In it he discusses whether Merlin was a fictional character or a real person. There is historical evidence to prove that Myrddin did live in the lowlands of Scotland during the sixth century and he wrote some interesting poetry:The "Dialogue between Myrddin and Taliesin", "The Birches", "The Apple Trees", "The Song of the Swine" and "The Song of Yscolan" are to be found in The Black Book of Carmarthen. This is the oldest Welsh manuscript, dating to the end of the twelfth century. The "Dialogue between Myrddin and his sister, Gwendydd" appears in The Red Book of Hergest, a fourteenth century manuscript.
Seven score noble warriors went toward the shadows.
In the forest of Kelyddon they have found death.
Since I, Myrddin, am first after Taliesin,
let my prophecy be shared by us both.
Blessed be the silver birch of the valley of the Gwywhose branches fall one against the other.
It will be there at the battle of Arderyd,
when the herds will bellow at the Mochwyford,
when lances and cries will burst forth at Dyganwg,
when Edwin will spread his domination over Mon,
when pale and agile young men,dressed in red,
will come to meet the troops...Black is your horse,
black your cloak, black your face,
black yourself,yes, all black. Is it you, Yscolan?
I am Yscolan the scholar.
My weak reason is clouded over.
Is it irreparable, to have offended the master?
I have burned a church, slain a school's cows,
hurled the Book in the waves.
My penance is heavy indeed...
My only brother, do not be angry with me.
Since the battle of Arderyd I have been sick.
I seek only to know and I commend you to God.
I too, I commend youto the lord of all creatures,
white Gwendydd, refuge of poetry...
I will not receive communion from excommunicated monks whose cloaks fall to their hips.
Let God himself give it to me.
I shall commend my blameless brother to the high City.
May God look after Myrddin.
I shall commend my sisterwho is above reproach to the high City.
May God look after Gwendydd.
To the man who speaks from his tomb,
it has been told that within seven years the horse of Eurdein,
the Man of the north, will die.
I have drunk wine in a shining goblet with the chieftains of the cruel war.
My name is Myrddin, son of Morvryn.
I have drunk wine in a cupwith the chieftains of devouring war.
Myrddin is my glorious name...
Sweet apple tree, you of the lovely branches putting forth vigorous buds on all sides,
I will predict in the presence of the master of Marchothat one Wednesday,
in the valley of Muchwaythere will be bloodand joy for the men of Lloegr whose tears will be red.
Sweet apple tree with yellow reflections,
you who grow on a hill above the moor,
I will predict a war within Britain to defend our borders against the men of Ywerddon.
Seven ships will come by the great water,
and seven hundred men by sea to fight us.
them, none will return to his homefor seven,
empty-handed after defeat.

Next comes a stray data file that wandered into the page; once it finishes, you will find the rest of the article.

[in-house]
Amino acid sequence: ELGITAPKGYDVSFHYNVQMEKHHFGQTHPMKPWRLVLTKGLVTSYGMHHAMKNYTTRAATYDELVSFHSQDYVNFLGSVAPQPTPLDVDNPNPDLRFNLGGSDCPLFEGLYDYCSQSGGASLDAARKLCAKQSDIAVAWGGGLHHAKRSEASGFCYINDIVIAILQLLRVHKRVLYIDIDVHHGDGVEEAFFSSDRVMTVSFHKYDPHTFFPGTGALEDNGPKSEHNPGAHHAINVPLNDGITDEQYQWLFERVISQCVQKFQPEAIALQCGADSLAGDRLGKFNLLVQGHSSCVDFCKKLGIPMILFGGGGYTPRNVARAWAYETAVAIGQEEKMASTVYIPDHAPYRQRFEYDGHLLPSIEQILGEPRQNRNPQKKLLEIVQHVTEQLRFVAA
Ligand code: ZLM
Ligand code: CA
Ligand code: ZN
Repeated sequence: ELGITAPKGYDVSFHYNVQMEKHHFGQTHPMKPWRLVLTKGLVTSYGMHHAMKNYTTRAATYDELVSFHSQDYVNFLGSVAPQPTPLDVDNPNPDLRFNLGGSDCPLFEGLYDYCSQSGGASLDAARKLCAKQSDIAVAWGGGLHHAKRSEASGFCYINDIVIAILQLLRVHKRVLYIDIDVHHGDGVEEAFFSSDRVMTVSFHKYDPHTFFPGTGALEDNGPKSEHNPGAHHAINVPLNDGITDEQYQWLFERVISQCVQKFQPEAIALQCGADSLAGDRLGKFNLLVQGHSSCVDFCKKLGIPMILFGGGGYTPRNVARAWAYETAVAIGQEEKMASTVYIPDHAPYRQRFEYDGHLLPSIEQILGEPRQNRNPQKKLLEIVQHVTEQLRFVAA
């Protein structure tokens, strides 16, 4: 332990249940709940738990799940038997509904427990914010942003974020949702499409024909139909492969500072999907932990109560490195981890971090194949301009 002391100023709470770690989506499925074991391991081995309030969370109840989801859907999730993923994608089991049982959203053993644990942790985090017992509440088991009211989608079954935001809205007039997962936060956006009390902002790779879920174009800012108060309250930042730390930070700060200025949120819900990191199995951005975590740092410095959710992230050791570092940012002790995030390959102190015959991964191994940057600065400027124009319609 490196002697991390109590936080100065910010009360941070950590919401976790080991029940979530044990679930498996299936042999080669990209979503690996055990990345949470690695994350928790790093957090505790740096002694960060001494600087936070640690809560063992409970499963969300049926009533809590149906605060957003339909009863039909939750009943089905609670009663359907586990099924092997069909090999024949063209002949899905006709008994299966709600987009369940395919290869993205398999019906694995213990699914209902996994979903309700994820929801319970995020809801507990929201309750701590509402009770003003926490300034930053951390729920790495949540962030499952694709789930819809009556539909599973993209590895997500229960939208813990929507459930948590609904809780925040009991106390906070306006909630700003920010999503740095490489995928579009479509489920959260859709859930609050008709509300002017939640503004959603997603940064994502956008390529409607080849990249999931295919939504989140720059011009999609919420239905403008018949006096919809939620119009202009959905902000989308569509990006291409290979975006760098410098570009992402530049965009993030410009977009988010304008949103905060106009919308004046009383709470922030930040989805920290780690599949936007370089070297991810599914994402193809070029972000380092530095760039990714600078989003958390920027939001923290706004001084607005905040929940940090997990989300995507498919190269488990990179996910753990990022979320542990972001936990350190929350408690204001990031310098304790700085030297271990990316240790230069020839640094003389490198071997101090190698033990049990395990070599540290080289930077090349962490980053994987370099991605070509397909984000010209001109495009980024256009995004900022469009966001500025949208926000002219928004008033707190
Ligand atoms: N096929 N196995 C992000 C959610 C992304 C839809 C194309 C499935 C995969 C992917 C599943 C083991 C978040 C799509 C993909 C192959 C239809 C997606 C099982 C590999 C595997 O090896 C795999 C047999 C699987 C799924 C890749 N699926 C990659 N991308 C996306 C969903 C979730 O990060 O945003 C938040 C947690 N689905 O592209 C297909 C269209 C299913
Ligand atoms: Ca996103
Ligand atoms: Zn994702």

Sweet apple tree of lush foliage,
I have fought beneath you to please a maiden,
shield on shoulder and sword on hip.
I have slept alone in the forest of Kelyddon.
Listen, little pig, why do you think of sleep?
Lend your ear to the sweet song of birds.
Kings will come across the sea on Mondayand the Kymry will be blessed.
Sweet apple tree that grows in the clearing,
the nobles of Rydderch's court do not see you though they trample the earth at your feet.
To their eyes the faces of heroes are terrible.
Gwendydd no longer loves me and comesno more to see me.
I am hateful to Gwassawg, one of Rydderch's faithful, for I have slain his son and his daughter.
May merciless death come to me...
Since Gwenddolen, no prince does me honor.
I have neither joy nor a woman's company.
At the battle of Arderyd
I received a gold torque,
and now she who is white as a swan scorns me.
Listen, little pig: on Thursday joy will come to the Kymry and their powerful troops who will defend Kymmynawd with great strokes of the sword
They will make a great massacre of Saxons with their lances of ash.
They will use their heads to play at bowls.
I predict the truth without disguising it:
I predict that a child will grow up
who today is hidden in the south.
Listen, little pig:
I have trouble sleeping so shaken am I by my sorrows.
For fourteen years I have suffered so much that now my appearance is wretched.
What does it matter to Rydderch, celebrating tonight,
that I spent last night without sleeping,
snow up to my knees and needles of ice in my hair,
sad fate...Listen, little pig: is the mountain not green?
My coat is thin.
There is no rest for me.
My face is pale.
Gwendydd comes no more to see me.
When the men of Brynych come to these shores with their armies,
the Kymry will conquer and the day will shine.
Listen, little pig:
it is not my designto listen to the water birds make a great din.
My hair is sparse,
my clothing not warm,
the vale is my loft, but I have no grain.
My summer harvest gives small satisfaction.
Since the battle of Arderyd I can feel nothing,
not if the sky fell and the sea overflowed.